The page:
What, in more judgmental times, we used to refer to as “primitive societies” often tend to practice heavy tattooing, ritual scarring, and self-mutilation. Plugs were inserted in the earlobes and gradually enlarged, grossly deforming the ears, or wooden forms in the lips to produce a “duckbill” effect, or plugs inserted in the lower lip to produce a large, permanent opening. Infants’ heads were bound or flattened on cradle boards, deforming the skull. Beginning in early childhood, necks were elongated with metal rings being added, one by one, over a period of years. Binding women’s feet used to be common in China, causing deformation and a lifetime of crippling pain. All manner of cutting, scarring, and burning was used to make otherwise healthy and attractive people conform to an artificial standard. Apparently, God’s design for the human body was all wrong, and these tribesmen (and even the civilized Chinese) had better ideas.
Tattoos were among the most common modifications, and were common worldwide, including in Japan and in Europe in ancient times. The word itself derives from the Polynesian “tatau,” and the Pacific Islanders were among the most heavily tattooed of all peoples. Roman gladiators, slaves, and soldiers were tattooed to make escape or desertion more difficult; they would easily be identified and recaptured. But Rome became Christian, and Christians believe that the body is the temple of the soul and that we cannot improve on God’s design, so the Second Council of Nicea in A.D. 787 banned all tattoos. Thereafter they were rare in Europe, until sailors encountered the Pacific Islanders beginning in the seventeenth century. But until very recent times, tattoos continued to be rare in the West, save among sailors and among criminals; even today, convicts, especially gang members and bikers, tend to be the most heavily tattooed people of all. Even in the 1970s, when I worked as a claims representative and eligibility worker, dealing with SSI and welfare recipients, these people, on the margins of society, were often tattooed, but few middle class people were, and tattooed women were rare.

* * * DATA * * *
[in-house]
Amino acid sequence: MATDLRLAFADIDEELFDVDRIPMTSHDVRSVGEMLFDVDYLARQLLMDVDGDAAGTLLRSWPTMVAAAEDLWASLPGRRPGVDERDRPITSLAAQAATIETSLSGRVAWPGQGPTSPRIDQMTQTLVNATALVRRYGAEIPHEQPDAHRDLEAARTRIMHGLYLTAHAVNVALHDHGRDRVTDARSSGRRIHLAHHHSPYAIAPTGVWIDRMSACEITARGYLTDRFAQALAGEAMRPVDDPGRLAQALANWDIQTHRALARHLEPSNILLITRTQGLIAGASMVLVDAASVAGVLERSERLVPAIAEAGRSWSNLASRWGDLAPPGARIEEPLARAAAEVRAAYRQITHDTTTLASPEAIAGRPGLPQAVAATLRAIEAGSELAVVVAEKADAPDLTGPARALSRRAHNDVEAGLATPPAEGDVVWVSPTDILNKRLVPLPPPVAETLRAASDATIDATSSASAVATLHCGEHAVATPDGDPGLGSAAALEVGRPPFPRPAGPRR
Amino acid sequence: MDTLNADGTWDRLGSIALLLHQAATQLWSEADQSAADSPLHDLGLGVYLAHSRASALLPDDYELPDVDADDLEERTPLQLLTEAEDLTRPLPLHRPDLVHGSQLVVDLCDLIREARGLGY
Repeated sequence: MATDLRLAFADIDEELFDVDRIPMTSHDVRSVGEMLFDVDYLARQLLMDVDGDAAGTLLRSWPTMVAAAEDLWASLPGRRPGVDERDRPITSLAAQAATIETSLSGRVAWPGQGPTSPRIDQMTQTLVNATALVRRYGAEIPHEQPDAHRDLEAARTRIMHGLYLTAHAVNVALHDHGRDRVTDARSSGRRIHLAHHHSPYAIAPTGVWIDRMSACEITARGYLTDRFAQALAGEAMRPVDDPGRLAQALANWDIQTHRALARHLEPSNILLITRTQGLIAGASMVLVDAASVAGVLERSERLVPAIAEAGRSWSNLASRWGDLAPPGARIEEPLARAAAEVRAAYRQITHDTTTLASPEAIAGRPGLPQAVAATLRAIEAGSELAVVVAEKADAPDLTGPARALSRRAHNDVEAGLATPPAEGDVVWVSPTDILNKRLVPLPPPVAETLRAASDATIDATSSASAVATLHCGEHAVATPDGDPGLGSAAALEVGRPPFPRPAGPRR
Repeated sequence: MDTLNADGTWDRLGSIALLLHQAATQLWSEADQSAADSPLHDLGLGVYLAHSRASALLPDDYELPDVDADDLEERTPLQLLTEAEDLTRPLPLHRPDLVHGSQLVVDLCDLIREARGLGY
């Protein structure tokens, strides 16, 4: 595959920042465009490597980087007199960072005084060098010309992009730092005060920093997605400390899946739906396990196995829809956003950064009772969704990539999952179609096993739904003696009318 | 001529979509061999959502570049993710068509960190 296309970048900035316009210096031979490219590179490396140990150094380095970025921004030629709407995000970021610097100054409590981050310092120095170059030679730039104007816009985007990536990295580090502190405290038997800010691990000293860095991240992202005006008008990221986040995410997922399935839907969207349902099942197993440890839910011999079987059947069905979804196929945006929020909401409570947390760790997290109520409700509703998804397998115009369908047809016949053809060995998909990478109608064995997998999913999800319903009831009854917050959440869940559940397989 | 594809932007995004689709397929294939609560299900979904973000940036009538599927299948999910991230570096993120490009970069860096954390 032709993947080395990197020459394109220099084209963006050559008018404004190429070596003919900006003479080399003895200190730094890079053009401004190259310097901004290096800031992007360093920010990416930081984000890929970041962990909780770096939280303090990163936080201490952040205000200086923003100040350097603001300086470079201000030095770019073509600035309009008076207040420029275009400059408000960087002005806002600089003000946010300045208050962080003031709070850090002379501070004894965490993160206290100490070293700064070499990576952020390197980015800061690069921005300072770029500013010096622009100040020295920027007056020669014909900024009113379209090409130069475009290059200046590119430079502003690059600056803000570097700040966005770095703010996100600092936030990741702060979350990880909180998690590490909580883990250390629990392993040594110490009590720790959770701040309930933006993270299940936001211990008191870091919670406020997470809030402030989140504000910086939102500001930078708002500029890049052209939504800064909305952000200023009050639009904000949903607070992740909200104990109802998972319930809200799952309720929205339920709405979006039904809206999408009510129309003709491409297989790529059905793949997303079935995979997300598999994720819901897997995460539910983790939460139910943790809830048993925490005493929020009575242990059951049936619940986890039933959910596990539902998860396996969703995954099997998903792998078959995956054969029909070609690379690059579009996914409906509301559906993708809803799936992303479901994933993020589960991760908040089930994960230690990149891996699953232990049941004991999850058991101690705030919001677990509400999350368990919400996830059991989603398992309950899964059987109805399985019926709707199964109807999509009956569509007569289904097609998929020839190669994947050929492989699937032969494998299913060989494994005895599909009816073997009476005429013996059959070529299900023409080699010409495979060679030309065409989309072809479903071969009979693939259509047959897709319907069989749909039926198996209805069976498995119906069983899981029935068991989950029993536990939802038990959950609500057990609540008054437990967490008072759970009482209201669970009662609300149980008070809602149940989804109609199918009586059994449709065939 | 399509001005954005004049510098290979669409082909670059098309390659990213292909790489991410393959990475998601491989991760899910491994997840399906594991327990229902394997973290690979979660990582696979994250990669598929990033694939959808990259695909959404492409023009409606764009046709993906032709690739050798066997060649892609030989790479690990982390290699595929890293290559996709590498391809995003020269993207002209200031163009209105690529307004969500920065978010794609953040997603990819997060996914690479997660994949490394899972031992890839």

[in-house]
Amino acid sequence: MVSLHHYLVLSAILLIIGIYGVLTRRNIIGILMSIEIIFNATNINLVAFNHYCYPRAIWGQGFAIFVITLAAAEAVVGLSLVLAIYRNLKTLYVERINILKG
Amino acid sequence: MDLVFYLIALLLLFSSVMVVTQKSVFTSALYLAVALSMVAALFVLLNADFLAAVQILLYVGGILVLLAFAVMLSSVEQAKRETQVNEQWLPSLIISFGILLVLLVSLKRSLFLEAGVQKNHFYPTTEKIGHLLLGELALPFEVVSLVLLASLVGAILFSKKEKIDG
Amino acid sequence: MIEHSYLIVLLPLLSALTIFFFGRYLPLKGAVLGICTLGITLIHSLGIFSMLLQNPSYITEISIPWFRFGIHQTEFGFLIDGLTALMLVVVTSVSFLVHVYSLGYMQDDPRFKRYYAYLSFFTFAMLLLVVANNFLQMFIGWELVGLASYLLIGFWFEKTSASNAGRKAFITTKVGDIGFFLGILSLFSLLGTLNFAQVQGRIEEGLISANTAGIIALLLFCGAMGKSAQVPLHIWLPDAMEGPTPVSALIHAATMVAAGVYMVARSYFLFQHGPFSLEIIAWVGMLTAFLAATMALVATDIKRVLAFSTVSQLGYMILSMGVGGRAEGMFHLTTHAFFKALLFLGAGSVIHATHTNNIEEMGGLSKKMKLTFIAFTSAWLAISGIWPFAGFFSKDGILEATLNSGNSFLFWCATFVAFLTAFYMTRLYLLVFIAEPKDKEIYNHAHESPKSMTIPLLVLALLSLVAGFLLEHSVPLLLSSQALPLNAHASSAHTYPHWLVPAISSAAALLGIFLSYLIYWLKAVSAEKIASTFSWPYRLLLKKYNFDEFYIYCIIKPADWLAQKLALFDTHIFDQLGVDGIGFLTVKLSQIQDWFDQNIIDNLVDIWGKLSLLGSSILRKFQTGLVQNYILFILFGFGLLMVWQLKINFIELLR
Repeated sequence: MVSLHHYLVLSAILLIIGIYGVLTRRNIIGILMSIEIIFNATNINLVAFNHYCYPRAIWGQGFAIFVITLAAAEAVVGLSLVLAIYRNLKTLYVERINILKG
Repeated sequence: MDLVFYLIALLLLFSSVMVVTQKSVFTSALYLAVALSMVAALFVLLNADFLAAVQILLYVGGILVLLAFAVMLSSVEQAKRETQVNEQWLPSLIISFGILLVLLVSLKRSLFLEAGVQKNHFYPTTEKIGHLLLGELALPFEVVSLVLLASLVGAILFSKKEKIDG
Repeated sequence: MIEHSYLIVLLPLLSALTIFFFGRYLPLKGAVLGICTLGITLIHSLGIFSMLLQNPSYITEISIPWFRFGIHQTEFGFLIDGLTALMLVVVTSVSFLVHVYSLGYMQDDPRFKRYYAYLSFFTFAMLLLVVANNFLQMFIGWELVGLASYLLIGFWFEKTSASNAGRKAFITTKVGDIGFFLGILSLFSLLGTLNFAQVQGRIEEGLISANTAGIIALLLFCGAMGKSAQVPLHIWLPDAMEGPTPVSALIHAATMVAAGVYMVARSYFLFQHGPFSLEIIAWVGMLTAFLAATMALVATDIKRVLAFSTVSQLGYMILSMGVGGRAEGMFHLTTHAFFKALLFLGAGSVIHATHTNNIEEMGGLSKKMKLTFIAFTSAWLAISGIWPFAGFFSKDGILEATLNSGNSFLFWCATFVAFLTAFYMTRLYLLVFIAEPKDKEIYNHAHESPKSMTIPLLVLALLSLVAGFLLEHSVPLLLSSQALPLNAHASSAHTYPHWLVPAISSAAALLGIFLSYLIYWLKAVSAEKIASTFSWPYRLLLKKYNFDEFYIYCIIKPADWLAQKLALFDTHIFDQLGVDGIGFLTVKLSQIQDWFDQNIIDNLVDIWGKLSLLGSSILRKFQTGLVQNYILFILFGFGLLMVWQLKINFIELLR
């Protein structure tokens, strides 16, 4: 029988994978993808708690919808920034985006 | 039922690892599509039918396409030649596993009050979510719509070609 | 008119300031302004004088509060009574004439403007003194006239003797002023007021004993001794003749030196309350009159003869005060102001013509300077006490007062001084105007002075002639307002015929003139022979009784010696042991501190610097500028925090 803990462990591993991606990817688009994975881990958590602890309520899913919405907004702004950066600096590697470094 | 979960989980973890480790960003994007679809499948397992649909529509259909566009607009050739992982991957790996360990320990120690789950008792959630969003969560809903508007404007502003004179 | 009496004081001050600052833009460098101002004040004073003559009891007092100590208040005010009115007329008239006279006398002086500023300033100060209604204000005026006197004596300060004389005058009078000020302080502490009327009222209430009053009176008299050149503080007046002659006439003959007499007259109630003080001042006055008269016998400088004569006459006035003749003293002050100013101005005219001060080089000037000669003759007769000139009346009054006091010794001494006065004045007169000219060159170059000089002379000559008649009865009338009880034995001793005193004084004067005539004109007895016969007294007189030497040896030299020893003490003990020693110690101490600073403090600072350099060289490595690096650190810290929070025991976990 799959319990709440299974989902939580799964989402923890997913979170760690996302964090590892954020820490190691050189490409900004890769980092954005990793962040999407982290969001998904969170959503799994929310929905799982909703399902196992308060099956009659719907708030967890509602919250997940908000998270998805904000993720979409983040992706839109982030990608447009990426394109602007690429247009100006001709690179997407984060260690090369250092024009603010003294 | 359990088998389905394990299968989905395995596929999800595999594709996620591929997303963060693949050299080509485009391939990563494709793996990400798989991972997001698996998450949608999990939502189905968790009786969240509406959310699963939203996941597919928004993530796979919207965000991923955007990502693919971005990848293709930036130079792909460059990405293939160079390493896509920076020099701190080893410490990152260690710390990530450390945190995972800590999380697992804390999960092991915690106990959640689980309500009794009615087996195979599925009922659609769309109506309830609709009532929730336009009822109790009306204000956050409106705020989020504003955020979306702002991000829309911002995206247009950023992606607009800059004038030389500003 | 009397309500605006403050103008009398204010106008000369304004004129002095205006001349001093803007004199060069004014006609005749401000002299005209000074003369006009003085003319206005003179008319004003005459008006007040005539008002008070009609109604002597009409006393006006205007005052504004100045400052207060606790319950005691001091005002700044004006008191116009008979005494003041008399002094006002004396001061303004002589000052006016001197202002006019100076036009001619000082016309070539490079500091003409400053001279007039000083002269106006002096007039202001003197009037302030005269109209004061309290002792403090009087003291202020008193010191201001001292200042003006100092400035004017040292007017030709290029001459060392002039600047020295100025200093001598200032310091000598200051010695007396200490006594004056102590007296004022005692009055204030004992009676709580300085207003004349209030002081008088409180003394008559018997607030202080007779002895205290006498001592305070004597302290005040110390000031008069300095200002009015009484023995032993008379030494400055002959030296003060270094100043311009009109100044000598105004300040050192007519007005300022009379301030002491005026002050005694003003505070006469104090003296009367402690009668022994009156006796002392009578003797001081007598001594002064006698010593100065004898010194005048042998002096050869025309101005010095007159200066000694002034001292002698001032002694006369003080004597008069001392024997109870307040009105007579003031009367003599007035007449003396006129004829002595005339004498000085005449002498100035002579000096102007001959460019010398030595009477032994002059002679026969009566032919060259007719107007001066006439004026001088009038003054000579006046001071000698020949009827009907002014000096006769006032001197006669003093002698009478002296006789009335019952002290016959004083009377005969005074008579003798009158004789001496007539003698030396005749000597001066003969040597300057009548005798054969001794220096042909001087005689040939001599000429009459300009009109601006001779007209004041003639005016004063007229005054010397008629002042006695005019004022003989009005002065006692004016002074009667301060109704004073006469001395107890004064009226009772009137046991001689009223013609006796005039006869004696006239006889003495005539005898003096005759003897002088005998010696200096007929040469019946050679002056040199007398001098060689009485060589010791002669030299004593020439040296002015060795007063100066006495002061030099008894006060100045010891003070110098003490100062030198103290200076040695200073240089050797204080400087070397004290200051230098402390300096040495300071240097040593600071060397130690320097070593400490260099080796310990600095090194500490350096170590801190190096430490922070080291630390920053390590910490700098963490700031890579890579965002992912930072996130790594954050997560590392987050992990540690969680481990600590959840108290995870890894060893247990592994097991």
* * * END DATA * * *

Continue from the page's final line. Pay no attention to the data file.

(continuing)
But times have changed, beginning then, and by 2006 some 25% of Americans 18-50 had tattoos. They have become more and more common, and more and more extensive, so that heavily tattooed women are a fairly common sight today. Not satisfied with this degree of self-mutilation, in the eighties people began piercing, not only their ears, but their noses, lips, nipples, and genitals. Scarring and burning of the skin also became more common.
But even this is not enough for some people. They are willing to pay tens of thousands of dollars to unscrupulous plastic surgeons to tattoo their eyes, implant jewelry in their eyes, place implants under their skin and even in their scrotums, split their tongues for that cute reptilian effect, have cat-like fangs implanted in their gums, and mutilate their genitals and nipples. There is the case of a fairly elderly woman modified to look vaguely like a cat, a young woman with a third breast, a man trying to look like a tiger, and people fitted with “horns” to look like Satan. I remember when I considered a single tattoo on a woman to be a kind of “mark of the beast,” but, since then, we have progressed — toward a future that looks more and more like the ancient, feudal, pagan past.
And then there is the expanding sexual alphabet, the GLBTs. By now there are probably even more letters on the list; it’s hard to keep up with. There have always been cross dressers, many of them homosexuals and lesbians, but modern medicine has made sex reassignment therapy possible. In the beginning, people took opposite sex hormones, but then castration and breast implants (and breast removal) became more common. There are actual brain differences among people who feel that they are women trapped in male bodies (or vice versa), but, we might argue, the emotional (not to mention financial) costs of sex change procedures, not to mention the health risks, are likely to be greater than what the individual would have endured without attempting the change. Could not slightly effeminate men attempt to become more masculine, and perhaps take male hormones, rather than mutilating themselves? Could not women who feel that they are men trapped in female bodies not embrace their feminine side? I guess that would be too simple, and too natural.
And now, we are seeing healthy people pretending to be crippled or blind, or even undergoing surgery to become truly handicapped.
All of this, it appears, is yet another sign of the increasing coarsening of society in America. But it also is a rebellion against nature itself, for someone born with male genitals and a Y chromosome can never, ever be a woman, but merely a grotesque parody of one. And, with the hard left firmly in control (for the time being), things will only get worse.